Do you take your business seriously?
By and large, all businesses are dependent upon the sale of their products or services. But when you compare that to the business’s other processes and areas of competence, it unfortunately often turns out that the sales process is haphazard and unstructured.
At the same time, the sales force (especially in smaller businesses and start-ups) is often self-taught and consists of persons who have taken the role of themselves, just because they were there.
That would be unthinkable in other parts of the organization. Could you, for example, present yourself as a finance manager without a background in finance? In all likelihood, no.
Selling is a craft that must be learned, developed, trained and maintained. And it is a concern that you must have the desire to carry on. When you first understand the structure, the technique, the mathematics and the processes behind sales, then you can develop yourself as a salesperson.
Fortunately, there is lots of help to get in the form of courses and training in the field. Through structured development, the skillful salesperson can even become a value-creating and indispensable sparring partner for his or her customers.
And that, I dare say, can be one of the keys to the good sale. That it actually deals much more with helping a customer with an actual problem and with establishing a good and transparent relationship than with just positioning your own excellence.
Nothing comes from nothing – apart from fluff. And, likewise, a product or a service seldom sells itself. So it is important that you use the time necessary to plan the sales effort.
You must set direction and goals for your own effort and for your sales organization. In other words, there must be the development of a sales strategy that provides answers to some really basic questions, and it doesn’t have to be rocket science:
- For whom does your business create value and why?
- What are your overall sales goals (budgets, total desired customers, the allocation between new biz and repeat sales, total efforts with additional)?
- Which customers/prospects will you work with to reach these goals?
- How will you contact these and how frequently?
- How will you present your business and its products/services and with which core story?
- What do you need to know as a salesperson to become a success with your customers?
- Can you perhaps automate parts of the sales process?
Once you have answered these or similar questions, you have a good idea of whether you have the right people in the business (that also applies to yourself), or whether you need to look for outside help.
Don’t hide behind your computer
We live in a time when those of us in sales are busy moving contact between people to digital platforms and social media. I will insist, however, that physical contact between people is still the channel to a good relationship and long-term cooperation.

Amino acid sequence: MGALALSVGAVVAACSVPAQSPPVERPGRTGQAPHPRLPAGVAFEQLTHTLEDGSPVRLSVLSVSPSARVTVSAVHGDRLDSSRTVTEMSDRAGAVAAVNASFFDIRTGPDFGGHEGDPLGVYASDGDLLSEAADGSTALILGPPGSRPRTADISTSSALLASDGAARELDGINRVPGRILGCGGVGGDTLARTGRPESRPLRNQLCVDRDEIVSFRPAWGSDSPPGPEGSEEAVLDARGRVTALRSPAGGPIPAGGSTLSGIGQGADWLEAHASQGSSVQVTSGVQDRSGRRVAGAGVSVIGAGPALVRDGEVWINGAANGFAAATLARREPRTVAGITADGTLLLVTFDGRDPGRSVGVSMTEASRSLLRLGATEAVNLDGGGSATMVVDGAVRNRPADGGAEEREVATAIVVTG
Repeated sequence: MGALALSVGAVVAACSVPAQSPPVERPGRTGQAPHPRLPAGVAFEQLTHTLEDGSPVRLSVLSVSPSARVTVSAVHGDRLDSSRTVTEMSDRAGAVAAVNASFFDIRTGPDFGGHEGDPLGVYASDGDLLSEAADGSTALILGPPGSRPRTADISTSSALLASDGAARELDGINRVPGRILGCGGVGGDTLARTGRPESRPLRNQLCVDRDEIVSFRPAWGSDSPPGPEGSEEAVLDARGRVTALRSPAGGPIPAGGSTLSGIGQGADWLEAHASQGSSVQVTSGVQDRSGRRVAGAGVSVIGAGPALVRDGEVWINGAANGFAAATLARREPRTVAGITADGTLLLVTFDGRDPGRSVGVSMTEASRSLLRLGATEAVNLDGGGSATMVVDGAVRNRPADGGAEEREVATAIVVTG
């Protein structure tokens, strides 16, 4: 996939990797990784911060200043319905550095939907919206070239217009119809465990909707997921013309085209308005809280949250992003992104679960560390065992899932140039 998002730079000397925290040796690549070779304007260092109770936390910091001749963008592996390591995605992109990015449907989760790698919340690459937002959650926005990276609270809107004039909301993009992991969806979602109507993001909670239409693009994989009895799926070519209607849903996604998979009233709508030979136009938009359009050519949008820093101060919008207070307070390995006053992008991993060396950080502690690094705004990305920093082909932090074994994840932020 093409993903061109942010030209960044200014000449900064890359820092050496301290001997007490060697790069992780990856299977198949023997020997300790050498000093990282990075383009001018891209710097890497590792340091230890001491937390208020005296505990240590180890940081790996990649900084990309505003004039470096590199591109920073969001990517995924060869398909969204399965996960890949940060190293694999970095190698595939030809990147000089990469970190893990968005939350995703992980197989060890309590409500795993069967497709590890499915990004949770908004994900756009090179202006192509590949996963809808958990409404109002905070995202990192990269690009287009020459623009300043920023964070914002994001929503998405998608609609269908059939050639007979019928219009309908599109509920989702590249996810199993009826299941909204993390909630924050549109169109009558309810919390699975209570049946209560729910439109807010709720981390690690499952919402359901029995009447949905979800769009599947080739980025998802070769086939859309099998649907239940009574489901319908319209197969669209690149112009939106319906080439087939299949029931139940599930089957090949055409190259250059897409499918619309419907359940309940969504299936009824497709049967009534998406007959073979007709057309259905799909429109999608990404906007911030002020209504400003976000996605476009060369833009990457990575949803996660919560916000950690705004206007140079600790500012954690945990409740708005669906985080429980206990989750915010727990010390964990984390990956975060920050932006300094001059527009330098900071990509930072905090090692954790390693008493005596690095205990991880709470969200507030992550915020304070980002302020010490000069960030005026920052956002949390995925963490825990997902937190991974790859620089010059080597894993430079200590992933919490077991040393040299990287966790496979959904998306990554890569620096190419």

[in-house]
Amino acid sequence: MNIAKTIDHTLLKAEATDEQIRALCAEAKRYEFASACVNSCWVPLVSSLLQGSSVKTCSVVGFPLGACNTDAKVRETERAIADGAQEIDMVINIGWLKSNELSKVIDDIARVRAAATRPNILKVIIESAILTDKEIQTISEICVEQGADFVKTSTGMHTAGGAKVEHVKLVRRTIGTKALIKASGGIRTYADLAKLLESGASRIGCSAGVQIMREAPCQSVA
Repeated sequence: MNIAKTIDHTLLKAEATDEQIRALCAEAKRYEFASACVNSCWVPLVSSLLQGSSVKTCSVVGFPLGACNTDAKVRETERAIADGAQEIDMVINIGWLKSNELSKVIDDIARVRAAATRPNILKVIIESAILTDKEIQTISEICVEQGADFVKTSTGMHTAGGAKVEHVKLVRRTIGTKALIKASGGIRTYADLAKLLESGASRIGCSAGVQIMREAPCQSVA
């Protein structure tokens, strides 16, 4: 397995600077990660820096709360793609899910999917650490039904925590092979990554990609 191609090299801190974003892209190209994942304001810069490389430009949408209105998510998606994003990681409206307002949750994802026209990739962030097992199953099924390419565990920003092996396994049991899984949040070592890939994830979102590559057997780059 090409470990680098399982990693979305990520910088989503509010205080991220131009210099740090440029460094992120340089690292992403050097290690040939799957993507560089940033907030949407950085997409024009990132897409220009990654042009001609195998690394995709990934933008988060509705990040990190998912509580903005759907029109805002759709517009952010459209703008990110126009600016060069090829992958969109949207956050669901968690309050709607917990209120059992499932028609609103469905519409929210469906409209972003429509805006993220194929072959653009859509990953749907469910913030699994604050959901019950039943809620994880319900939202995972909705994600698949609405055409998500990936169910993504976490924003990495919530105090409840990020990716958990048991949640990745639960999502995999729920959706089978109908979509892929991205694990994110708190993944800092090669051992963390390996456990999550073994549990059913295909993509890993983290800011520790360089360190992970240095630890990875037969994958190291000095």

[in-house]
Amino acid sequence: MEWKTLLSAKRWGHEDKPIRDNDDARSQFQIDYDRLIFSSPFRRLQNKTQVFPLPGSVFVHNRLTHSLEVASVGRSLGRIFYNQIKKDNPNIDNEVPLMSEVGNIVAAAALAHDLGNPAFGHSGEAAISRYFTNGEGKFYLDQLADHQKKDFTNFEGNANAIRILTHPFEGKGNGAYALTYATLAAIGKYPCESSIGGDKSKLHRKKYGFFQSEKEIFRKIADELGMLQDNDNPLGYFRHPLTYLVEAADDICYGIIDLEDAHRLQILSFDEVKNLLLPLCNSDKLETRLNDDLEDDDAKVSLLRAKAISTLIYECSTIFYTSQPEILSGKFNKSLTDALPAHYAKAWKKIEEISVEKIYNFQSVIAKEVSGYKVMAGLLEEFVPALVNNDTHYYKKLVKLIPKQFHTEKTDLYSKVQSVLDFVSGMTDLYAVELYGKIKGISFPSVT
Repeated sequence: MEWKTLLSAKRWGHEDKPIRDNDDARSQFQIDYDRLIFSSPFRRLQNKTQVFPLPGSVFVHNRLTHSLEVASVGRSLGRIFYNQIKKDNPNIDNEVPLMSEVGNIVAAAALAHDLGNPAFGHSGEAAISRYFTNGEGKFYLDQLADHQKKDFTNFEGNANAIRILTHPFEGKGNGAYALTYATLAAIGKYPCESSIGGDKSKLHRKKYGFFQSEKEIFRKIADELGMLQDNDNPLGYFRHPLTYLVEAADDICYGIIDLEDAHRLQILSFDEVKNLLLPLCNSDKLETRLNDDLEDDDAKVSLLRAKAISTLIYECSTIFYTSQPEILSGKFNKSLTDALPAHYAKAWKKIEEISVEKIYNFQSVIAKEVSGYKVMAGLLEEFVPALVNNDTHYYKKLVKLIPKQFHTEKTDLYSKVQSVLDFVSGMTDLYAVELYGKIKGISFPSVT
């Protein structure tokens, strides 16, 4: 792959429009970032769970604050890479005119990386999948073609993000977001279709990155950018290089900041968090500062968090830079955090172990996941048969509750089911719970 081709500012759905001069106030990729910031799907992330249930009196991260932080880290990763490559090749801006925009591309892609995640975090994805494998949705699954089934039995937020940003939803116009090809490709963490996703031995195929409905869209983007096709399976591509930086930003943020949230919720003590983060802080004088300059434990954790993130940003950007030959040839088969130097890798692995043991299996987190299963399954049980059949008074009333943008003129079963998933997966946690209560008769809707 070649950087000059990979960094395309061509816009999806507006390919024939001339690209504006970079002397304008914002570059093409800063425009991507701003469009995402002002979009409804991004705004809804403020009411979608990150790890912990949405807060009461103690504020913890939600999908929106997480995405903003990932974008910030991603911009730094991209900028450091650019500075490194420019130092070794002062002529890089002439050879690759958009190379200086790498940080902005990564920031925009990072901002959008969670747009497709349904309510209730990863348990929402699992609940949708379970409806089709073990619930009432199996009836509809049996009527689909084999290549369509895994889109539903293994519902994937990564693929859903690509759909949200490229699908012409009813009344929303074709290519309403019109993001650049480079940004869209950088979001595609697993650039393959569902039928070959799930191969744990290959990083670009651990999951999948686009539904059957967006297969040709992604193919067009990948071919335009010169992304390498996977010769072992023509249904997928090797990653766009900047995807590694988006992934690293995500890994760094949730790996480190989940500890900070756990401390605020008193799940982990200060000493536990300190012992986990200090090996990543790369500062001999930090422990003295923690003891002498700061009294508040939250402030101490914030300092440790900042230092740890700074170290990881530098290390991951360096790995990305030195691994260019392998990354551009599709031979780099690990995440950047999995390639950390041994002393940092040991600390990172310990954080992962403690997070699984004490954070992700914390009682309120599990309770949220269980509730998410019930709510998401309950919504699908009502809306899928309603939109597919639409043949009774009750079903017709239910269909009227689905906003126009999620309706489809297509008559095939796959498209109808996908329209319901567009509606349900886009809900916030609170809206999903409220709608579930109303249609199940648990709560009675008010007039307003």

Every week, I experience that many actually believe that a relationship is built up by sending a long e-mail or an “invite” on LinkedIn, in which you shoot off your whole sales pitch and afterward expect that you have hit the target and can welcome the new customer to the shop with confetti and champagne.
As a salesperson, do you need to consider whether the first contact with your possible commercial future should be a scripted, one-way communication that is super-easy to ignore and that makes it impossible to ask the questions that can prove to be worth their weight in gold for your sales process?
My experience is that it is better to get away from the desk and meet with people one-on-one, at an event, in a network, or perhaps pick up the telephone receiver and have a qualified chat with a person at a company that you have prepared yourself to discuss.
You always meet twice
At the business college, now many years ago, I had a gifted teacher who had a steadfast tenet: “You always meet twice!”
- The people you meet in one connection you will, as a general rule, meet again at a later time in another connection. So please behave so that you can put up with meeting again. And help people. Even though there is no immediate business transaction in it right here and now, he elaborated.
In sales (and in many other aspects of life), this simple, almost biblical principle is worth its weight in gold, and as far as I am concerned, it has helped to lay the foundation for my career. So let me pass on the advice to all who work with sales:
Behave so that you can always meet again, also help people without thinking about your own gain, give something of yourself, cultivate the relationship, and enjoy it while you do it – otherwise, you should totally leave it alone.